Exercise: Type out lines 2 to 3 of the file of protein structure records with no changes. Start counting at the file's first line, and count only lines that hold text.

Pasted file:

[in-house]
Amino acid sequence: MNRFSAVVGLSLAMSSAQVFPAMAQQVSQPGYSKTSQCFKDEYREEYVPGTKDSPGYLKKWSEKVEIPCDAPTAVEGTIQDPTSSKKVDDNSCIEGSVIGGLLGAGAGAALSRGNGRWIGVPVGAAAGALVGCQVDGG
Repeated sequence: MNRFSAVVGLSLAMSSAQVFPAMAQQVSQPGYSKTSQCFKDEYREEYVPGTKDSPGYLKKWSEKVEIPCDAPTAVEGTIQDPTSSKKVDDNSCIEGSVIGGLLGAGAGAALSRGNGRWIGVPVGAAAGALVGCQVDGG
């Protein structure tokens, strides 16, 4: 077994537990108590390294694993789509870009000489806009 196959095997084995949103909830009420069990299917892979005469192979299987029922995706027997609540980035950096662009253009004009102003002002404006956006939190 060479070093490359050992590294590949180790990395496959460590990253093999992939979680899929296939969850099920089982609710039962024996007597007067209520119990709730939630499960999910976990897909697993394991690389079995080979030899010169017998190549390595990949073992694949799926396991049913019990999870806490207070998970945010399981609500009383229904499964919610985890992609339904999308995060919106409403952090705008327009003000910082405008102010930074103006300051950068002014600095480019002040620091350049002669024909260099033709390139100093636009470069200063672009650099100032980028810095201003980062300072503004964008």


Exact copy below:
Amino acid sequence: MNRFSAVVGLSLAMSSAQVFPAMAQQVSQPGYSKTSQCFKDEYREEYVPGTKDSPGYLKKWSEKVEIPCDAPTAVEGTIQDPTSSKKVDDNSCIEGSVIGGLLGAGAGAALSRGNGRWIGVPVGAAAGALVGCQVDGG
Repeated sequence: MNRFSAVVGLSLAMSSAQVFPAMAQQVSQPGYSKTSQCFKDEYREEYVPGTKDSPGYLKKWSEKVEIPCDAPTAVEGTIQDPTSSKKVDDNSCIEGSVIGGLLGAGAGAALSRGNGRWIGVPVGAAAGALVGCQVDGG